BMI View : Pakistan appears keen on working with Japan to develop renewable energy to reduce its reliance on costly fuel imports and alleviate power shortages. The country possesses significant potential for renewable energy generation, but development of the sector has been constrained by many factors, including uncertainty over existing resources. Data collection by a Japanese delegation could thus help to build credibility, unlocking growth potential. We also believe that the Japanese delegation has much to gain from the arrangement, but highlight that political risks and a poor business environment could erode these benefits.
On November 17 2012, a member of the delegation of Japan International Corporation Agency to Pakistan said that the Japanese government was planning to provide Pakistan with grants and loans for undertaking small alternative energy projects. The delegation is currently conducting a data collection survey on renewable energy development in Pakistan, and counts representatives from Mitsubishi and Hitachi among its members. The delegation is also working closely with the provincial government of Sindh to develop renewable resources in the area.
Pakistan appears keen on working with the Japanese government to develop renewable energy as it is seeking to alleviate power shortages and reduce its reliance on costly fuel imports. Oil- and gas-fired generation accounts for over 60% of the country's total electricity mix, and higher fuel import prices have led to fuel shortages and rising costs. According to the government, Pakistan continues to experience an energy shortage of 4,000 megawatts (MW). Nameplate generating capacity in the country currently stands at 20,000MW, but Pakistan's state utility announced that they are only able to supply 13,000MW due to a lack of affordable fuel.
|More Energy Imports Due To Reliance on Oil and Gas|
|Pakistan - Electricity Mix, TWh (LHS); and Energy Imports, US$mn (RHS)|
Renewable energy appears to be an appealing solution. Not only does it not involve costly fuel imports, but the country theoretically has significant potential for renewable energy generation. Tomoyasu Fukuchi, a member of the delegation and the consulting engineer of Nippon Koei, said that Pakistan had the world's best insulation with proven power generation of 4-5 kilowatt hours per metre square and more than 3,000 hours of sunshine throughout the year.
Yet, in our opinion, a lack of official data is one of the main reasons for the slow pace of development in Pakistan's renewable energy resources. Over the past few years, renewable energy investors have displayed interest in Gharo and Jhampir because of the availability of more than three years of wind data. However, interest in the Sindh wind corridor has remained relatively stifled due to a lack of data, according to the Sindh Board of Investment (SBI). A lack of data has also led to delays in several major projects, including the 500MW proposed by Chinese oil and gas company United Energy (See our online service, June 06 2012, 'Chinese Support For Largest Wind Farm?').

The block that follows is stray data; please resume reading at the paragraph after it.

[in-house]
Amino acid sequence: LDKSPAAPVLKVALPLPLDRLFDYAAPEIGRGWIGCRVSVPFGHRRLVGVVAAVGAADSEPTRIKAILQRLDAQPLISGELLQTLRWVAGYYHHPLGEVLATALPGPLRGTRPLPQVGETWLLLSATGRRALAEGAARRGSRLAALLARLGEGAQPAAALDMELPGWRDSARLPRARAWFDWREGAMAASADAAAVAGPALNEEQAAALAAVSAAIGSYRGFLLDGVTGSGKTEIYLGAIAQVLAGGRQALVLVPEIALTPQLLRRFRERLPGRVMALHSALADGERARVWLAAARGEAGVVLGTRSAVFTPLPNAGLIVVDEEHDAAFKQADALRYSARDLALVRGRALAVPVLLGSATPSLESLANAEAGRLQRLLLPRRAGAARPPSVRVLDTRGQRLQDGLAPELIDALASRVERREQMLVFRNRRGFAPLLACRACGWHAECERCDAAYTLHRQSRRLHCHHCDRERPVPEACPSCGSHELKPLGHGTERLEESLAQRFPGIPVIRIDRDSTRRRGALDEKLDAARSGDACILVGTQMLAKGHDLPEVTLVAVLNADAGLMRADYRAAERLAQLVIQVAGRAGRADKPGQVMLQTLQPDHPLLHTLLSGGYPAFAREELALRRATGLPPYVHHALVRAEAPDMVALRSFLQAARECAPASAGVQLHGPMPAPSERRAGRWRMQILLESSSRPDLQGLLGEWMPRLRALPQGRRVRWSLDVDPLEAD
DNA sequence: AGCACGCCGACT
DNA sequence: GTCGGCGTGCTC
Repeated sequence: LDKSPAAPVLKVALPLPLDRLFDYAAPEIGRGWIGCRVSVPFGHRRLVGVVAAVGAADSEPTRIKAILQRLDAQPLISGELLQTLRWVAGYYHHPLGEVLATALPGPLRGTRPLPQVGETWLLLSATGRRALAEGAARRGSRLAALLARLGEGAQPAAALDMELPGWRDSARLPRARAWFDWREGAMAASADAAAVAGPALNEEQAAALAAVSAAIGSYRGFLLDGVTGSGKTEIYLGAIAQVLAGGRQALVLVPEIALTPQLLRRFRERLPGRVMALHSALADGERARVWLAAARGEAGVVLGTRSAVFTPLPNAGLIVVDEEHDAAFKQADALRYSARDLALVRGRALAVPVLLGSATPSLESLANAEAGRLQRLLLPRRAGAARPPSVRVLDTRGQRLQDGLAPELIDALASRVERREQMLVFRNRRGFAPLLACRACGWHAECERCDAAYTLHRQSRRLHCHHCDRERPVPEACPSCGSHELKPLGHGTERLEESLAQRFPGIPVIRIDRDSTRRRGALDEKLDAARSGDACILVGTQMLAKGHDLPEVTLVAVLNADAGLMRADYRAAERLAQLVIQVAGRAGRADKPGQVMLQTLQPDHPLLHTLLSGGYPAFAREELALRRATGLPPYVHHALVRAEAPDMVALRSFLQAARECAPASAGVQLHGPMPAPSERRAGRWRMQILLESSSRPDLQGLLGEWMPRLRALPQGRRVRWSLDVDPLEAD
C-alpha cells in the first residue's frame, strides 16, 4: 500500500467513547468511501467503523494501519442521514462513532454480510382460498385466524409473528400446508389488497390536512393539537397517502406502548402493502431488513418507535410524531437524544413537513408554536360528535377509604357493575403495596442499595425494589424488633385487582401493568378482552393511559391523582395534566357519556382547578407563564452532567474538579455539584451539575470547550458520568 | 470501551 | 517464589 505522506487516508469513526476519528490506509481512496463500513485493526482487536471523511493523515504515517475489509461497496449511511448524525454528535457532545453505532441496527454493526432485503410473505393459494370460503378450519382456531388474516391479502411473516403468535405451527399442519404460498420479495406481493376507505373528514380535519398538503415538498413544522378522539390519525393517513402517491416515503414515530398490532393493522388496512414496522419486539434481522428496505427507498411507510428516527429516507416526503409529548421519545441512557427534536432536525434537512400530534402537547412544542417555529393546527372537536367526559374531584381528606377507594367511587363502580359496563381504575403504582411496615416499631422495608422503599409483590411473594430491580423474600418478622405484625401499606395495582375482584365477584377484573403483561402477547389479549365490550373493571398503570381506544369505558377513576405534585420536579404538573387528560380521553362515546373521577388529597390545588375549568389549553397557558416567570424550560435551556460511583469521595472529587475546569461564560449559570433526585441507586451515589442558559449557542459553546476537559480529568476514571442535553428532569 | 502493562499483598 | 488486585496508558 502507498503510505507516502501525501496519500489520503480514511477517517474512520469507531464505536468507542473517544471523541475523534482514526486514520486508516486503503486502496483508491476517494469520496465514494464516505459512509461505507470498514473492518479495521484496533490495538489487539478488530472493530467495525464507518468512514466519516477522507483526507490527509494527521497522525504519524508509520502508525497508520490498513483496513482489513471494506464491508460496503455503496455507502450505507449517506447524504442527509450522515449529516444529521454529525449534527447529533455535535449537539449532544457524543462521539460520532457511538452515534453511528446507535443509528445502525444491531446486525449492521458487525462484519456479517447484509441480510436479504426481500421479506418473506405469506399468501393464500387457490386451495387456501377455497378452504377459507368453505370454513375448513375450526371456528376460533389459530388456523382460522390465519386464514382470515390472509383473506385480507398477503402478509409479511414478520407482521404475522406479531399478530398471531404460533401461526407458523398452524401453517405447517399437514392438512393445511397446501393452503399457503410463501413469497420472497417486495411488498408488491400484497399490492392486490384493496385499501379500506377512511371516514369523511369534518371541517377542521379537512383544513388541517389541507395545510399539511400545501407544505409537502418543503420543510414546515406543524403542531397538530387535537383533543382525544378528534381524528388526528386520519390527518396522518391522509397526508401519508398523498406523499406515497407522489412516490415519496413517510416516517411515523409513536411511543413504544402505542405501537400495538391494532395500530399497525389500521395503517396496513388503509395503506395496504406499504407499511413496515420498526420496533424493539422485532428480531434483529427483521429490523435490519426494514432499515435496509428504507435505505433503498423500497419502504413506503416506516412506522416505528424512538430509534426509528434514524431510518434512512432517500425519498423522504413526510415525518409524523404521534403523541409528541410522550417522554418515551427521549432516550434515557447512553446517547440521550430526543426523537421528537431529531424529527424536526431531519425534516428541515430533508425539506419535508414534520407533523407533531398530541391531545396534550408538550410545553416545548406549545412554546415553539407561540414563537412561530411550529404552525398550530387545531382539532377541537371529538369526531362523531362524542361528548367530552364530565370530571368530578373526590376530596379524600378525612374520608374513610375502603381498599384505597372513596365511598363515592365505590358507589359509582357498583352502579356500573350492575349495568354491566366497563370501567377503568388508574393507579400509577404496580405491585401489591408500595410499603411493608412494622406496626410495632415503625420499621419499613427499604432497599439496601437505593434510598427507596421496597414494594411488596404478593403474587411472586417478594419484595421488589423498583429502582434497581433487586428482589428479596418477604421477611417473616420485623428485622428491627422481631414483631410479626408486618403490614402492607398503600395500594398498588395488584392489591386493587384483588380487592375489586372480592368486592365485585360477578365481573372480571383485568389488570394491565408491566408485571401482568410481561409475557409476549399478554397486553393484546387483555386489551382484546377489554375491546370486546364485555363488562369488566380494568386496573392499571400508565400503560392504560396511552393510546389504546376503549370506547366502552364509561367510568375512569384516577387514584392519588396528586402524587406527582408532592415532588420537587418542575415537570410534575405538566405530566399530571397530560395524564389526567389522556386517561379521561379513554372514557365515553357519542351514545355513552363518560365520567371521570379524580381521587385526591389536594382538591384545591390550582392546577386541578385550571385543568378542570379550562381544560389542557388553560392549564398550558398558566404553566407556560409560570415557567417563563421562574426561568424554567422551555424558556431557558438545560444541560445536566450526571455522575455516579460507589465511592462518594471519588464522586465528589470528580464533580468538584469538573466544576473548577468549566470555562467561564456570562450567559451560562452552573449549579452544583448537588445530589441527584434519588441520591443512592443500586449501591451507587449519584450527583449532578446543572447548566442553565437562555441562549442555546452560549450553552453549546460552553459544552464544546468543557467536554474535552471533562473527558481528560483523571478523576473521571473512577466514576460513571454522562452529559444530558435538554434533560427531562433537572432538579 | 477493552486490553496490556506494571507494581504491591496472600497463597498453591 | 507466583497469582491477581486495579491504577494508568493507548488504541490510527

We believe the delegation's presence in Pakistan is a positive sign for the sector as data can be collected more extensively and credibly. For instance, the provincial government of Sindh has already asked the JICA to assist it in carrying out a wind assessment study in Islamkot to ascertain the actual potential of the area. The Sindh government currently estimates wind potential of the Sindh wind corridor to be 50,000MW, and a reaffirmation of this potential by an independent study from the JICA could be pivotal in unlocking investor interest in the corridor.
Rewards For The Japanese, But Not Without Risks
In our opinion, the Japanese delegation could stand to benefit from investing in renewable energy in Pakistan. Many members of the delegation represent conglomerates that manufacture renewable energy equipment, and are extremely interested in exporting their products to Pakistan. Japanese service and construction companies could also benefit due to Pakistan's lack of expertise in constructing or operating renewable generating capacity.
That said, we highlight that there are numerous risks for investors looking to enter Pakistan's energy or infrastructure market. Firstly, the country's general elections are scheduled to be held in early 2013, and we believe that the ruling Pakistan People's Party (PPP), which heads the present coalition government, faces an uphill struggle for re-election. The PPP is already facing a tough political environment, with the public's discontent near all-time high ( See 'Pakistan Political Outlook - Q1 2013', October 29 2012). Should the PPP lose the election, the incoming government might be less supportive of renewable energy, and reverse progress made on existing projects.
|Bottom Of The Pack|
|Pakistan - Leadership Favourability, % Responding Favourable|
Additionally, Pakistan's business environment continues to present numerous challenges for private foreign companies. Many processes in the country remain highly bureaucratic and lack transparency, raising the risks of corruption. Pakistan's legal system also continues to be bogged down by a backlog of cases and lengthy court procedures. We had previously highlighted how these factors had adversely affected foreign companies operating in Pakistan (see 'PSA Pull-Out Highlights Risks', September 11 2012), and believe these risks continue to be pertinent for investors looking to enter the market.